I’m walking 24,000 miles across the world. Lately, this fact has got me to thinking about animals emerging from ice.
You may have heard of them. Over the past year, the melting Arctic permafrost has yielded up a well-preserved 18,000-year-old wolf pup near Yakutsk in far north Russia. An Ice Age woolly rhino poked up from the sodden ground in the same region. A huge, long-extinct cave bear, its black nose still glistening, surfaced on an island in the East Siberian Sea. Spirits from the deep past, it seems, are returning to deliver us a warning. And it’s not simply about today’s dire climate crisis. To me, is seems even more existential: It’s about adapting, as a vainglorious species, to catastrophic change.
Eight years ago this week, I stepped away from a human fossil site called Herto Bouri in the Rift Valley of Ethiopia, one of the antique boneyards in Africa where humankind is believed to have evolved. After trekking roughly 11,000 miles onward through the Middle East, Central Asia, and South Asia, I’ve paused my storytelling journey, called the Out of Eden Walk, in Myanmar to wait out the COVID-19 pandemic. I’ve spent most of the past year in a remote hill town called Putao at the southern rim of the Himalayas. I’ve sat in a mildewed room to write a book. (Northern Myanmar gets 13 feet of rain a year.) I’ve joined my ethnic Lisu and Rawang neighbors in planting rice. And when languid Internet connections have permitted, I read, agog, of a planet convulsed by historic reckonings. A mortal coronavirus. Reeling economies. Apocalyptic wildfires, floods, and hurricanes—both natural and political.
And all this has made me cast a glance backward, across some 2,800 days of walked memory, to the people I’ve encountered who seemed to best survive—if not master—lives of profound uncertainty. This seems a worthwhile human quality to cultivate these days.
While plodding up the Rift Valley of Ethiopia, for example, I watched closely as my Afar pastoralist partners paced off the yellow thorn barrens. Barely lifting their feet, the soles of their cheap plastic sandals always seemed to clear the uneven desert surface by a single micron: a shuffling, low-energy gait built for eternal horizons. Even deep in conversation, or while tending our cargo camels, my friends Ahmed Elema, Mohamed Adahis, and Kader Yarri would swivel their eyes constantly as they scanned the skies for a flimsy wisp of cloud. The distinctly frail rainy seasons known to the Afar—Konayto, Datrob, Debaba, Deda’e, Segum, Karma, Gilal and Hagaya—were growing yearly more fickle. Clouds meant water. Water meant grass. So be ready to pivot.
Almost 2,000 miles away, across the briny Red Sea, I met Syrian refugees encamped in donated tents along the Jordan River valley. The brutal army of Assad had emptied their home city, Hamah. They survived by picking—and eating—tomatoes.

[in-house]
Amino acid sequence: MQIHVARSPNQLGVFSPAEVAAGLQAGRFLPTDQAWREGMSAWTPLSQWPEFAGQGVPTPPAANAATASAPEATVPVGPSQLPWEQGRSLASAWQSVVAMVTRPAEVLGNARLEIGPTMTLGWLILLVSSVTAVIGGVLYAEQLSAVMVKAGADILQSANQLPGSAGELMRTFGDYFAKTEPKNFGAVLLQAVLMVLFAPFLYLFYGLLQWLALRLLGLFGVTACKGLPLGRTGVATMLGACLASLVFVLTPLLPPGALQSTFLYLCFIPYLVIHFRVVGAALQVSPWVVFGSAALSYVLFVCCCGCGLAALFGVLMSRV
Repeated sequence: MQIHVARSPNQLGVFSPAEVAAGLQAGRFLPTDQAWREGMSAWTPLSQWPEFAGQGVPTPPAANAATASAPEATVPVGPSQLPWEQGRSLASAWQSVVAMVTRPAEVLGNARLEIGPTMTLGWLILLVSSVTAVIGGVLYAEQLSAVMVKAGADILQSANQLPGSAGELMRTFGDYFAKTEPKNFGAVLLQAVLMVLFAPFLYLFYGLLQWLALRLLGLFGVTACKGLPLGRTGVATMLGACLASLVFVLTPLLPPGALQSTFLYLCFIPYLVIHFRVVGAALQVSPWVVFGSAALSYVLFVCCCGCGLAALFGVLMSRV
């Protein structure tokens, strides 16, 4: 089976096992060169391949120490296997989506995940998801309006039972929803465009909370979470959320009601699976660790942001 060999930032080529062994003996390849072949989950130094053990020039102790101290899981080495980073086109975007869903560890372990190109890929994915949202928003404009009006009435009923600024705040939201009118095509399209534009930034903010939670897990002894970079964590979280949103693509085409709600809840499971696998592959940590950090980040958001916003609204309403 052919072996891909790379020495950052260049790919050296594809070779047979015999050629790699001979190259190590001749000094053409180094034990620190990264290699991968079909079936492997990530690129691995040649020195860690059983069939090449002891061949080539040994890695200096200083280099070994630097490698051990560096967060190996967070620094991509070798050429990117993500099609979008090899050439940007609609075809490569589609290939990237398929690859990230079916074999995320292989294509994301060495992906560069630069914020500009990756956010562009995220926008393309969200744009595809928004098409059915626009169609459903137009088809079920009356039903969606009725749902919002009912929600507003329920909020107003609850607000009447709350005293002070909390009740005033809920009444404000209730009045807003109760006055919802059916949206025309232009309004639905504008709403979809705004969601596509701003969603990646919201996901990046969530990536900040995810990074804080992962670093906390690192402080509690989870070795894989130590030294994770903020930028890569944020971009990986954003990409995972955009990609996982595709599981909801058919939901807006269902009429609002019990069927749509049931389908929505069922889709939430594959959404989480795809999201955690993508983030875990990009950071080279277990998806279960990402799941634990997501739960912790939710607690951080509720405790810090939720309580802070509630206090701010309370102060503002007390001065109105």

“There is no meat,” our host, who didn’t want to be named, apologized. “Here, we only dream of chicken.”
The Syrians shared what they had: stewed tomatoes, raw tomatoes, pickled tomatoes, and a corner of sandy canvas on which to sleep. Some cried retelling their stories. All of them laughed when one man described once having to eat grass from hunger. My walking partner, a tough Bedouin named Hamoudi Enwaje’ al Bedul, gave the tent dwellers our food. We walked away, stunned to silence for miles by the Syrians’ generosity. I have rarely felt richer in my life than those nights.
Refugees and pastoralists navigate cataclysmic change with their feet. Movement is humankind’s oldest survival strategy. The Stone Age people I follow on my project’s transcontinental route—I’m retracing the pathways of the first Homo sapiens who dispersed out of Africa to South America—all escaped famines, disease, competition, and resource depletion by hoofing it through landscapes.
But what about the rest of us today? The majority who stay put? Who are sedentary?
How will we ride out our own era of historic tumult—a brutal pandemic, cracked climates, eroding economies, anti-democratic revolts—when we’re encumbered with the sweet weight of a place we call home: the beloved faces, the lifelong routines, the comfort of belongings?
This question tumbles me backward to a stroll I took in the winter of 2012, on the crowded sidewalks of Greenwich Village, in New York, before launching my multiyear trek. The writer Tony Hiss was showing me his streets. “Each thing I looked at seemed now to have a story curled inside it,” Hiss had written of the benefits of slowing down to experience “deep travel,” a concept elucidated in his book In Motion.
What were the biggest questions—I asked him—to confront on my lunatic hike through the dizzily accelerating 21st century?
“Anticipatory loss,” Hiss said.
He meant the anxious feeling held by those who currently control power—land, wealth, jobs, and other measures of status that grow from settled hierarchies, from staying in one place—when this power is ebbing inexorably away. This fear seems like a good description of the latest news reports I’m reading about mayhem in Washington, D.C.
And the solution?
Eight years after leaving behind my house keys and lacing up my boots at Herto Bouri, I can only pass on what I’ve seen.
Tread lightly upon the Earth. Share what little you have with strangers. Scan the horizons for rain. And then maybe, if we pay close attention, and if it’s not too late—and to be sure, if we’re lucky—our descendants will look upon us with more compassion than contempt when it’s our turn to melt out of the ice.